4) Washing Once a Week (or less)
The quickest way to ruin a diaper is to leave it soiled in a closed, dark, warm pail for several days before washing it. This environment is prime breeding grounds for fungi, bacteria, and critters (yes, I’ve even heard maggot stories). Treat your diapers as you would your own lingerie. Soiled diapers should be washed every 2 days according to manufacturer’s instructions. If you have stains, hang them in the sun. Mother Nature knows what she’s doing. The sun naturally bleaches out stains, and kills bacteria and yeast. Best of all it doesn’t cost a dime and is chemical free!

5) Synthetics and Natural Fiber Diapers are DIFFERENT!
There are advantages and disadvantages to natural fiber diapers. Natural fibers and organics are wonderful for absorbency and purity. Cotton, hemp, and bamboo are among the most popular. They have a lower environmental impact in their milling process and biodegrade rather well. Natural fibers are milled with fewer or no chemicals, and feel great against baby’s tender skin. They do however wear differently and are not as tolerant of extreme washing conditions as polyester diapers can be. Natural fiber diapers will wear much the same as your favorite t-shirt or sweatshirt. Polyester and microfiber diapers won’t stain as easily, tolerates high temp washing, soaks, bleaching, and have a longer life span. If you are a fan of a complex wash routine, sanitize cycles, bleach and soaking skip the natural fibers and go with synthetic.

6) One Size Does Not Mean…. Lasts Forever, Fits Everyone.
In the past 3-4 years we’ve seen a boom of one-size diapers come onto the market. One-size diapers have many advantages as they fit a broad size range and can often eliminate the need to buy multiple sizes of diapers. With this have come many unrealistic expectations. One-size diapers are often made of the same materials as their sized counterparts. One-size diapers are not able to withstand any more wear and laundering than sized diapers. If you diaper full time with a one-size system and want them to last until potty learning, buy enough diapers (38-45 minimum). Babies come in different shapes and sizes and not every diaper, one size or not, is guaranteed to fit. Try one or two diapers before investing in an entire stash!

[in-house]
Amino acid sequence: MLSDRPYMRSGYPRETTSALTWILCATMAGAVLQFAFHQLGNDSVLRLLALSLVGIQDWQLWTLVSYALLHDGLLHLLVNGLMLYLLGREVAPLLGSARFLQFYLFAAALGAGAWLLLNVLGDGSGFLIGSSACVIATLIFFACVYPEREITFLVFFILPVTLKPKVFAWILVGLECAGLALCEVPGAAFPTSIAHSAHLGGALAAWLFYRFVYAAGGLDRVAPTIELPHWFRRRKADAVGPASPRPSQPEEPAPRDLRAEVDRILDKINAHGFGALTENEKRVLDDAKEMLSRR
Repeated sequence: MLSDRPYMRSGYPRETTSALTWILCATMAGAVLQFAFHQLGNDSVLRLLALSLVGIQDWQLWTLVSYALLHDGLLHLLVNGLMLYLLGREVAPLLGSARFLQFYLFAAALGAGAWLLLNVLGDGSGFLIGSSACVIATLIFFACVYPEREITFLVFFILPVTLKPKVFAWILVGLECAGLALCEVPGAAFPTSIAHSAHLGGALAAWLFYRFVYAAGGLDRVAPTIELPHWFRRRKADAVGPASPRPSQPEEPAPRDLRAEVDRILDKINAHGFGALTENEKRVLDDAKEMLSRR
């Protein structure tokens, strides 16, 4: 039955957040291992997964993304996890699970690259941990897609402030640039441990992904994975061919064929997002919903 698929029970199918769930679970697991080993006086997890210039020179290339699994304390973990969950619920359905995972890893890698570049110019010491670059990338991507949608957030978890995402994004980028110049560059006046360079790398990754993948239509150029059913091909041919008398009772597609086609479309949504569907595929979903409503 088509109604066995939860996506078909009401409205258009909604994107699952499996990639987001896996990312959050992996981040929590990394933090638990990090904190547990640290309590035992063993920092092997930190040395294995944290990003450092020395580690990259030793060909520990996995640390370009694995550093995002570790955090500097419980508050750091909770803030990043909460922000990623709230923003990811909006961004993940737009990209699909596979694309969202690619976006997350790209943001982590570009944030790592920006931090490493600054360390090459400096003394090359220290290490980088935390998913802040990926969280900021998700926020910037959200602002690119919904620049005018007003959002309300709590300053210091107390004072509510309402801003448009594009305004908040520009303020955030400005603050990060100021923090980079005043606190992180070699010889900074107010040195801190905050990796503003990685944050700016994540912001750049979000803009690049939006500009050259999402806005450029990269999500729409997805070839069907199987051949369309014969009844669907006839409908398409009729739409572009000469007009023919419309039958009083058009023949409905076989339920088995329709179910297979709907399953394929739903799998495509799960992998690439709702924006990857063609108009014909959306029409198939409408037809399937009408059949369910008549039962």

Meet Kim Ormsby

After receiving a BS in Biology + Chemistry from Jamestown College, I spent four years working with Qwest Communication. In 2003, with a growing family, I ventured out on my own and created Montana’s Diaper Store, an online cloth diaper retail site functioning out of my home laundry room. This move into entrepreneurship gave me the opportunity to protect the health of my family with improved products, to ensure a family-friendly work environment, and to guarantee that my children would be exposed to a business that they could learn from, be proud of, and benefit from. In just a few years, Montana’s Diaper Store developed into The Natural Baby Company, a retailer, manufacturer, distributor, and parent company to in-house cloth diaper brand, GroVia. Today, The Natural Baby Company and GroVia are helping unite eco-responsibility and function in homes across the globe, all because we offer a simple way to nurture baby, naturally.